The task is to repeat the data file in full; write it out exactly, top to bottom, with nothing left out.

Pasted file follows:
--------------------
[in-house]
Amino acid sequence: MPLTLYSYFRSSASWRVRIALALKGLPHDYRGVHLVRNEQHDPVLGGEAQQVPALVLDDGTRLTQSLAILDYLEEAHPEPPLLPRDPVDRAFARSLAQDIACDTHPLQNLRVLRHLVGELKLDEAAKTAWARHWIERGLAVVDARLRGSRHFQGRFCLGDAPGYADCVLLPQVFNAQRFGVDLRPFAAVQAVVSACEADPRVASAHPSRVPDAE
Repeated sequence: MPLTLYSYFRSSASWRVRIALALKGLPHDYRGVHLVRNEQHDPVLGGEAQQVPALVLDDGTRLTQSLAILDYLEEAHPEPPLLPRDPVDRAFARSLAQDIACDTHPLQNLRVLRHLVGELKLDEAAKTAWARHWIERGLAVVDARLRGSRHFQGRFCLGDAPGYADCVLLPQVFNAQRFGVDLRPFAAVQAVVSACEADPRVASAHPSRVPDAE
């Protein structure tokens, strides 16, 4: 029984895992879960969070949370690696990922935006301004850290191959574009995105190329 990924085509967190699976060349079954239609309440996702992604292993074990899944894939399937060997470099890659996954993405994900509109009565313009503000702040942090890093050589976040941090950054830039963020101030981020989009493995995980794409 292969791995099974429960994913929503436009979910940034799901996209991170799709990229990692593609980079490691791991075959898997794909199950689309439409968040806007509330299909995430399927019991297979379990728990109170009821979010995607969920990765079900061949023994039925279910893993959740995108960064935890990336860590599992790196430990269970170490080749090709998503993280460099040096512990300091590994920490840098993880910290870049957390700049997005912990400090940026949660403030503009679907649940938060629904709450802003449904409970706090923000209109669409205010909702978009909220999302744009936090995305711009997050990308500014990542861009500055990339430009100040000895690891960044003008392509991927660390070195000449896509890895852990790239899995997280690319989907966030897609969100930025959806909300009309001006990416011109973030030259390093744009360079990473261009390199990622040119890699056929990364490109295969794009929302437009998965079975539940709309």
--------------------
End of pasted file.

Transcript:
[in-house]
Amino acid sequence: MPLTLYSYFRSSASWRVRIALALKGLPHDYRGVHLVRNEQHDPVLGGEAQQVPALVLDDGTRLTQSLAILDYLEEAHPEPPLLPRDPVDRAFARSLAQDIACDTHPLQNLRVLRHLVGELKLDEAAKTAWARHWIERGLAVVDARLRGSRHFQGRFCLGDAPGYADCVLLPQVFNAQRFGVDLRPFAAVQAVVSACEADPRVASAHPSRVPDAE
Repeated sequence: MPLTLYSYFRSSASWRVRIALALKGLPHDYRGVHLVRNEQHDPVLGGEAQQVPALVLDDGTRLTQSLAILDYLEEAHPEPPLLPRDPVDRAFARSLAQDIACDTHPLQNLRVLRHLVGELKLDEAAKTAWARHWIERGLAVVDARLRGSRHFQGRFCLGDAPGYADCVLLPQVFNAQRFGVDLRPFAAVQAVVSACEADPRVASAHPSRVPDAE
């Protein structure tokens, strides 16, 4: 029984895992879960969070949370690696990922935006301004850290191959574009995105190329 990924085509967190699976060349079954239609309440996702992604292993074990899944894939399937060997470099890659996954993405994900509109009565313009503000702040942090890093050589976040941090950054830039963020101030981020989009493995995980794409 292969791995099974429960994913929503436009979910940034799901996209991170799709990229990692593609980079490691791991075959898997794909199950689309439409968040806007509330299909995430399927019991297979379990728990109170009821979010995607969920990765079900061949023994039925279910893993959740995108960064935890990336860590599992790196430990269970170490080749090709998503993280460099040096512990300091590994920490840098993880910290870049957390700049997005912990400090940026949660403030503009679907649940938060629904709450802003449904409970706090923000209109669409205010909702978009909220999302744009936090995305711009997050990308500014990542861009500055990339430009100040000895690891960044003008392509991927660390070195000449896509890895852990790239899995997280690319989907966030897609969100930025959806909300009309001006990416011109973030030259390093744009360079990473261009390199990622040119890699056929990364490109295969794009929302437009998965079975539940709309």